Border Patrol Claims Babies Are Crossing The Border To Find Work

Jessica Renae Buxbaum
Department of Homeland Security continues to deport immigrants arguing infants are crawling across the border for work, an attempt to disguise the real problem.

Mexican border

Immigration attorneys are arguing that U.S. border agents are not doing enough to keep migrants from dangerous situations as border agents cite babies and toddlers are crawling across the border in search of work.

According to the Department of Homeland Security, an 11-day-old infant entered the United States in January by wading across the Rio Grande River in Texas in hopes of seeking employment. The DHS argued the deportation proceedings should continue because of her illegal crossing.

In a similar case, a three-year-old boy fled Honduras to supposedly find work in the U.S. These two children are not the only ones officially listed as seeking employment on Custom and Border Protection forms.  The statement that these children are crossing the border for jobs is significant given immigrants are more likely deported from the U.S. if they are seeking work. Immigration advocates argue border patrol is using the excuse of employment as a deceitful cover-up to easily deport migrants. Immigration attorneys assert border agents are not doing the proper screening necessary to determine that these children are not sent back to dangerous situations.

Part of the screening process requires border agents to ask the migrant if they are afraid of returning to her home country. Immigration advocates contend that individuals are not being asked this vital question or that their fears are not being taken down in the record. The three-year-old boy said he was fearful of returning to his country in an American Immigration Lawyers Association briefing that alleges his interview with border patrol "almost certainly never happened in the format in which it was memorialized."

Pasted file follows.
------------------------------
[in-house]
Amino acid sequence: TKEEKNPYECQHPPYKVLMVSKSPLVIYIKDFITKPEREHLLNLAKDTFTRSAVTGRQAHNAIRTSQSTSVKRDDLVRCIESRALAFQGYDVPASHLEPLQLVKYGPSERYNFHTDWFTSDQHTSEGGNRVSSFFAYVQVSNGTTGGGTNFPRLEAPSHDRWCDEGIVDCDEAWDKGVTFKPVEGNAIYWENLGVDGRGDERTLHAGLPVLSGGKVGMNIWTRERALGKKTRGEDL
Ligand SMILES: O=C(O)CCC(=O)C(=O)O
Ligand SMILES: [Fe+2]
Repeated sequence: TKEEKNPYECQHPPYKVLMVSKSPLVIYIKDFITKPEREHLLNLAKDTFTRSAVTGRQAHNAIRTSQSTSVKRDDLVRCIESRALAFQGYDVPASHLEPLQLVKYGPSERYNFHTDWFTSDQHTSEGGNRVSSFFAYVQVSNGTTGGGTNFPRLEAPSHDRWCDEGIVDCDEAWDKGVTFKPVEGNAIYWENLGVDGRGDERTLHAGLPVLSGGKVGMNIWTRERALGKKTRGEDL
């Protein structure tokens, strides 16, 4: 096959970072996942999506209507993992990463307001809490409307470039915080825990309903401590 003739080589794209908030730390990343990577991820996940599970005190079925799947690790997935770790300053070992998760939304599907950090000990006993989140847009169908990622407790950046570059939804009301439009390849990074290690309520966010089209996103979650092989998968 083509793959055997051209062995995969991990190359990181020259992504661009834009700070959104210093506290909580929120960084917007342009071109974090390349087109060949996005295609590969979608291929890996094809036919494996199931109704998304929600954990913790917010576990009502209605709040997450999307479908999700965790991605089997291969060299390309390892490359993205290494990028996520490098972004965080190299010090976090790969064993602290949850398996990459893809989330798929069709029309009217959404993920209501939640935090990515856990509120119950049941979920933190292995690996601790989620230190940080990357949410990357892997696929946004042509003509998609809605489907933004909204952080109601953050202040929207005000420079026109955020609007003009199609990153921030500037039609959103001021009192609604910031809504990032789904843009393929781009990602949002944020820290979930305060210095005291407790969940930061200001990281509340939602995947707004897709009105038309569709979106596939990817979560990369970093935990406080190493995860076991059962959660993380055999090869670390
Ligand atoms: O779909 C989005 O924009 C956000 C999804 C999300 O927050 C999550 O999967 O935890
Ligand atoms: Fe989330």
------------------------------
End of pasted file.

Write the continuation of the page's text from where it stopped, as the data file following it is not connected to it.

"If you list the incorrect information or you don't honor a fear, that ends up with severe consequences," immigration attorney Bridget Cambria said.

Additionally, inconsistencies in official documents and what immigrants later say further damages these individuals’ pursuit to obtain asylum.

"Inaccuracies or false statements or made-up information in there comes back to undermine an individual's credibility, where they say, 'Look, you said this before but now you're saying this,'" attorney Stephen Manning said.

More than 68,000 unaccompanied minors were apprehended last year for crossing the U.S.-Mexico border even thought they said they were fleeing violence in their native countries. Border patrol has a found a way to send the ongoing string of refugee children rushing to the U.S. away by claiming that babies are just looking for a job.

Read more: Shocking Images Show Desperate Syrian Refugees Crossing Into Turkey